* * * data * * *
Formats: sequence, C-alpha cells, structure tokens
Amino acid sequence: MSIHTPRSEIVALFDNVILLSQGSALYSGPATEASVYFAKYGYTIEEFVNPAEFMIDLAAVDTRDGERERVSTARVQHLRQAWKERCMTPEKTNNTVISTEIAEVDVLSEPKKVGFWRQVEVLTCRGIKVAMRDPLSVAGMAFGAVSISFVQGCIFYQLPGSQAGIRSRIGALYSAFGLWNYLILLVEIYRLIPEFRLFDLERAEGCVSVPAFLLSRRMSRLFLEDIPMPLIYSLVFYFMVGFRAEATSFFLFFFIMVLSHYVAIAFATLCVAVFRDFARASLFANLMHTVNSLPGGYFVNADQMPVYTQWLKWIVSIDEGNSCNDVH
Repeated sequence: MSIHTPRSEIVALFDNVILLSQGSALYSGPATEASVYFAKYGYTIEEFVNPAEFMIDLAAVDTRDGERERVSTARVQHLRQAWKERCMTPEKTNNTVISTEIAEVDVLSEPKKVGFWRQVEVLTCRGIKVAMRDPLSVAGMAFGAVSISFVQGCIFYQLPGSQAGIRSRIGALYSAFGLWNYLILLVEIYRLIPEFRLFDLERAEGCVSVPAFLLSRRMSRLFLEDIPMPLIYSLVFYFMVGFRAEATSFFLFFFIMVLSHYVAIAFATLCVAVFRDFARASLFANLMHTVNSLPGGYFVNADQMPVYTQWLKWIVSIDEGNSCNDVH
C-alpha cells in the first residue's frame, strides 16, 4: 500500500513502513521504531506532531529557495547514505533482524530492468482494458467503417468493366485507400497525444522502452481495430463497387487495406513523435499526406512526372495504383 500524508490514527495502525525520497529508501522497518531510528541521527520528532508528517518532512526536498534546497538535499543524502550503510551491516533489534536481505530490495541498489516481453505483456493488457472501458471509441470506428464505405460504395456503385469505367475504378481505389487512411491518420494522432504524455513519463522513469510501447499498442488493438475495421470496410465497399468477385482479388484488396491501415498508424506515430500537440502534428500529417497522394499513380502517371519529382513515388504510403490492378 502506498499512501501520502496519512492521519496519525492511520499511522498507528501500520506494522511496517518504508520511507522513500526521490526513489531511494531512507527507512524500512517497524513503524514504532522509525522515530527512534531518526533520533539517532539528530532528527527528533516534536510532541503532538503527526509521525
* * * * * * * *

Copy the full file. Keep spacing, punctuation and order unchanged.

Formats: sequence, C-alpha cells, structure tokens
Amino acid sequence: MSIHTPRSEIVALFDNVILLSQGSALYSGPATEASVYFAKYGYTIEEFVNPAEFMIDLAAVDTRDGERERVSTARVQHLRQAWKERCMTPEKTNNTVISTEIAEVDVLSEPKKVGFWRQVEVLTCRGIKVAMRDPLSVAGMAFGAVSISFVQGCIFYQLPGSQAGIRSRIGALYSAFGLWNYLILLVEIYRLIPEFRLFDLERAEGCVSVPAFLLSRRMSRLFLEDIPMPLIYSLVFYFMVGFRAEATSFFLFFFIMVLSHYVAIAFATLCVAVFRDFARASLFANLMHTVNSLPGGYFVNADQMPVYTQWLKWIVSIDEGNSCNDVH
Repeated sequence: MSIHTPRSEIVALFDNVILLSQGSALYSGPATEASVYFAKYGYTIEEFVNPAEFMIDLAAVDTRDGERERVSTARVQHLRQAWKERCMTPEKTNNTVISTEIAEVDVLSEPKKVGFWRQVEVLTCRGIKVAMRDPLSVAGMAFGAVSISFVQGCIFYQLPGSQAGIRSRIGALYSAFGLWNYLILLVEIYRLIPEFRLFDLERAEGCVSVPAFLLSRRMSRLFLEDIPMPLIYSLVFYFMVGFRAEATSFFLFFFIMVLSHYVAIAFATLCVAVFRDFARASLFANLMHTVNSLPGGYFVNADQMPVYTQWLKWIVSIDEGNSCNDVH
C-alpha cells in the first residue's frame, strides 16, 4: 500500500513502513521504531506532531529557495547514505533482524530492468482494458467503417468493366485507400497525444522502452481495430463497387487495406513523435499526406512526372495504383 500524508490514527495502525525520497529508501522497518531510528541521527520528532508528517518532512526536498534546497538535499543524502550503510551491516533489534536481505530490495541498489516481453505483456493488457472501458471509441470506428464505405460504395456503385469505367475504378481505389487512411491518420494522432504524455513519463522513469510501447499498442488493438475495421470496410465497399468477385482479388484488396491501415498508424506515430500537440502534428500529417497522394499513380502517371519529382513515388504510403490492378 502506498499512501501520502496519512492521519496519525492511520499511522498507528501500520506494522511496517518504508520511507522513500526521490526513489531511494531512507527507512524500512517497524513503524514504532522509525522515530527512534531518526533520533539517532539528530532528527527528533516534536510532541503532538503527526509521525